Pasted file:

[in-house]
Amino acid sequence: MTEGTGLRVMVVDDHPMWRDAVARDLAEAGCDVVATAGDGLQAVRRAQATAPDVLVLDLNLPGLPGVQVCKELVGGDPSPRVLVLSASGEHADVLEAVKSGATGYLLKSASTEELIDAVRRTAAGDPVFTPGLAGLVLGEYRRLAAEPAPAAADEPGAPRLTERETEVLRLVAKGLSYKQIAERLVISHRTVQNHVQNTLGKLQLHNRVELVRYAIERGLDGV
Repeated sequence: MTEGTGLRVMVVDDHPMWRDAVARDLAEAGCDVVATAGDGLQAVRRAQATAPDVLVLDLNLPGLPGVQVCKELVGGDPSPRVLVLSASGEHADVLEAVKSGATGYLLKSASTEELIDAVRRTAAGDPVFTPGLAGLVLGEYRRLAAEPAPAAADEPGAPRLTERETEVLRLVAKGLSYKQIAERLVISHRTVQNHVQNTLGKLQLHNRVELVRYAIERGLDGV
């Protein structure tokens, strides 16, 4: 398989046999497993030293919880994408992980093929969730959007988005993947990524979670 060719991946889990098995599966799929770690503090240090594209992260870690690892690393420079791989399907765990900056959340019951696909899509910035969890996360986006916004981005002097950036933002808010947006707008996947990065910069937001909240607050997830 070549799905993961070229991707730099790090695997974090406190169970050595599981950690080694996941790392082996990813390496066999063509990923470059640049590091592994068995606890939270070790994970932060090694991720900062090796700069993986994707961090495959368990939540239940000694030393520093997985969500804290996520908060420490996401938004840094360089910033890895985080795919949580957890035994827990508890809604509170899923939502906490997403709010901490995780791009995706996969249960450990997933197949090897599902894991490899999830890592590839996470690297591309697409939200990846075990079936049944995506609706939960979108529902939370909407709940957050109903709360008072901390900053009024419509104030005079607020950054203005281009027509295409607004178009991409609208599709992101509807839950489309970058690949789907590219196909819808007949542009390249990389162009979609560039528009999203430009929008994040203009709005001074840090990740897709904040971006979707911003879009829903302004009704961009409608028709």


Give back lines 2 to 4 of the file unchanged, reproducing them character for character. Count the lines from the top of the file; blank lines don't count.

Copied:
Amino acid sequence: MTEGTGLRVMVVDDHPMWRDAVARDLAEAGCDVVATAGDGLQAVRRAQATAPDVLVLDLNLPGLPGVQVCKELVGGDPSPRVLVLSASGEHADVLEAVKSGATGYLLKSASTEELIDAVRRTAAGDPVFTPGLAGLVLGEYRRLAAEPAPAAADEPGAPRLTERETEVLRLVAKGLSYKQIAERLVISHRTVQNHVQNTLGKLQLHNRVELVRYAIERGLDGV
Repeated sequence: MTEGTGLRVMVVDDHPMWRDAVARDLAEAGCDVVATAGDGLQAVRRAQATAPDVLVLDLNLPGLPGVQVCKELVGGDPSPRVLVLSASGEHADVLEAVKSGATGYLLKSASTEELIDAVRRTAAGDPVFTPGLAGLVLGEYRRLAAEPAPAAADEPGAPRLTERETEVLRLVAKGLSYKQIAERLVISHRTVQNHVQNTLGKLQLHNRVELVRYAIERGLDGV
């Protein structure tokens, strides 16, 4: 398989046999497993030293919880994408992980093929969730959007988005993947990524979670 060719991946889990098995599966799929770690503090240090594209992260870690690892690393420079791989399907765990900056959340019951696909899509910035969890996360986006916004981005002097950036933002808010947006707008996947990065910069937001909240607050997830 070549799905993961070229991707730099790090695997974090406190169970050595599981950690080694996941790392082996990813390496066999063509990923470059640049590091592994068995606890939270070790994970932060090694991720900062090796700069993986994707961090495959368990939540239940000694030393520093997985969500804290996520908060420490996401938004840094360089910033890895985080795919949580957890035994827990508890809604509170899923939502906490997403709010901490995780791009995706996969249960450990997933197949090897599902894991490899999830890592590839996470690297591309697409939200990846075990079936049944995506609706939960979108529902939370909407709940957050109903709360008072901390900053009024419509104030005079607020950054203005281009027509295409607004178009991409609208599709992101509807839950489309970058690949789907590219196909819808007949542009390249990389162009979609560039528009999203430009929008994040203009709005001074840090990740897709904040971006979707911003879009829903302004009704961009409608028709």